4 ways to do well at A Level Economics

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Economics is a very popular subject at A Level but being good at it involves much more than just knowing the syllabus.  Here are my top tips for students wanting to excel at A level.  Overall the key is to challenge and explore the subject yourself.  This will make it come alive and give you confidence to tackle even the most unfamiliar of topics.

Apply the theories to things happening around you

Economics is a body of theory about  the forces governing production and consumption.  But it is not something that can be understood or appreciated merely by being read about it in a textbook.  The purpose of it is to help us understand and predict how the real world actually behaves.  So give it a go!  Look at what’s happening in the world around you and see if you can use economics to make sense of it.  This could be at a  very local level e.g.  Why are so many pubs in my area closing?  Is that due to changes in demand or supply?  Or why are private school fees increasing so much?!  Or it could be at a more ‘macro’ level e.g. Why is inflation still above target in the UK?  Which theory of inflation can best explain that?  If they can’t explain it well what might explain it better?  This is how you start to think like an economist.  It also makes the subject come alive – you start to gain confidence in using economics, not just in knowing about it.  Once you can use economics then you will lose your fear of the questions that examiners can throw at you at A2 level.

Challenge the theories and consider the assumptions 

When you are first being taught economics, there is so much new to learn that teachers have to simplify the theories a great deal.  For instance you may have been taught at AS level that inflation could be caused by an increase in firm’s costs.  But asking yourself the question:  “would any increase in costs always lead to an increase in inflation?” might prompt you to think that it wouldn’t if firms were facing very strong competition.  And that might then lead you to realise that it depends on an assumption about the market power of firms.  This opens up a much richer and more subtle understanding of the assumptions behind economic theories which also makes it much easier for you to ‘evaluate’ arguments and ideas.  So challenge the theories you are taught, test what assumptions they are based on and ask whether you think those assumptions are likely to be true.  By doing so you will develop a critical approach to economics that will stand you in good stead in the exams.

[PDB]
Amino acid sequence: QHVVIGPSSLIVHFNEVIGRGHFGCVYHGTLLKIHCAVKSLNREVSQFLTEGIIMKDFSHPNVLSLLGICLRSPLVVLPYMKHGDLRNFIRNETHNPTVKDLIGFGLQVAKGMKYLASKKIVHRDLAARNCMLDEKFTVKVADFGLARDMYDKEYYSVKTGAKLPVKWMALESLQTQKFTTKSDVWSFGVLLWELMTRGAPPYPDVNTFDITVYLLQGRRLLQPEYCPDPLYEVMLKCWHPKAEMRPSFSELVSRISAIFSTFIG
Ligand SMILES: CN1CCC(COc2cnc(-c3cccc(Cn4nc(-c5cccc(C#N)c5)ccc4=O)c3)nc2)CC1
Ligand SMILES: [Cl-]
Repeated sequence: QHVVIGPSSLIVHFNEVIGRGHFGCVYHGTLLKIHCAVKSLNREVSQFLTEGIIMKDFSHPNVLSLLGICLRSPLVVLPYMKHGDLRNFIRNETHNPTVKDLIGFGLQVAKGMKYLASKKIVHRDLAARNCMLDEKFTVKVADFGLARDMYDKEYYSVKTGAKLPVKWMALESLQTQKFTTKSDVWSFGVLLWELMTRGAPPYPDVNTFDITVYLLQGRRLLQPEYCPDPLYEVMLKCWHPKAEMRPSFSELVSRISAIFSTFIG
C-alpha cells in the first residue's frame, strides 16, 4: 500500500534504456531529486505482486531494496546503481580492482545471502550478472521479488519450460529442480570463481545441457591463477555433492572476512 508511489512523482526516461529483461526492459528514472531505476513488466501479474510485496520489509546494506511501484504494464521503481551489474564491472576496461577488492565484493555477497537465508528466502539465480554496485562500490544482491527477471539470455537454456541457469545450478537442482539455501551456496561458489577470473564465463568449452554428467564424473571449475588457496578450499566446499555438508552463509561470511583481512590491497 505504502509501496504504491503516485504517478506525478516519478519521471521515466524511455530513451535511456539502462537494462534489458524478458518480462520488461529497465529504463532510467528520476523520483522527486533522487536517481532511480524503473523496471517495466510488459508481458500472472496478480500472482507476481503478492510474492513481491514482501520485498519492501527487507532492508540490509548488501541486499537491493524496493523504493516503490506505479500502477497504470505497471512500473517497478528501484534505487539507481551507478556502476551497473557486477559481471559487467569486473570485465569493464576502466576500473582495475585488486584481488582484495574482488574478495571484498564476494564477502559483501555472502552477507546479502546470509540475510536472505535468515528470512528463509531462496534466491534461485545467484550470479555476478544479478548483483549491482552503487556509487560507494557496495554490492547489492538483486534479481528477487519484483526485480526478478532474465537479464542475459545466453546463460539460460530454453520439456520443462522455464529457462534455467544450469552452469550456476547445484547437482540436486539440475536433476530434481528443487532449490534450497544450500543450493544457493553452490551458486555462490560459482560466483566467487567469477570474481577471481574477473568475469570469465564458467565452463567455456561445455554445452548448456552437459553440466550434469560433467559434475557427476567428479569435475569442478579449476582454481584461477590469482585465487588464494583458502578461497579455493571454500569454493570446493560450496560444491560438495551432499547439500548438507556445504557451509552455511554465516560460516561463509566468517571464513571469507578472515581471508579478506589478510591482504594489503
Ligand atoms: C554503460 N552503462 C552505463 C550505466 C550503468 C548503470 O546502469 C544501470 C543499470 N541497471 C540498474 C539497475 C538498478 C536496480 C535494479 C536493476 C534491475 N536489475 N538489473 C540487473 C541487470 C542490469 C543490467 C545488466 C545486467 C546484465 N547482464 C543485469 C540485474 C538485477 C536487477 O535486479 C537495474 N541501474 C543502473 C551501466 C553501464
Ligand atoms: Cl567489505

Start to make connections between the separate modules

In order to make the teaching of economics easier and more systematic, the topic has been separated into different units (typically micro and macro) which are then taught separately.  At AS level you are unlikely to see much link between say, elasticity and aggregate supply.   But as you progress into A2 increasingly you should find yourself making links between the different modules.  For instance you might notice that AS curve has a different slope / elasticity at different points.  You might ask why this is and what that means for the impact of different policies.  Or you might be learning about how firms decide how much to produce and wonder how that relates to interest rates.  Economics should work as an integrated subject so pursue these thoughts and try and make those connections.  Once you see how it connects you will build confidence in tackling unusual and synoptic questions.

Fill in the gaps yourself

As your knowledge of economics increases you may start to see some gaps in the syllabus – topics you feel you should know about but which haven’t yet been taught.  An obvious one to me is that you are unlikely to learn much about financial markets at A level (stock markets, bonds, speculation and so on).  Well once you spot a gap you should take the initiative to find out about it yourself.  Why not research it on the internet?  Or ask your teacher or tutor about it?   Another gap might be how government works:  how are government policies actually determined?  What is the role of political parties?  This might prompt you to find out more about politics.

When you see a gap, don’t ignore it, explore it!

Overall making a success of A Level economics involves making the subject your own – what you learn in school is the starting point for your own personal investigation of the issues that fascinate you.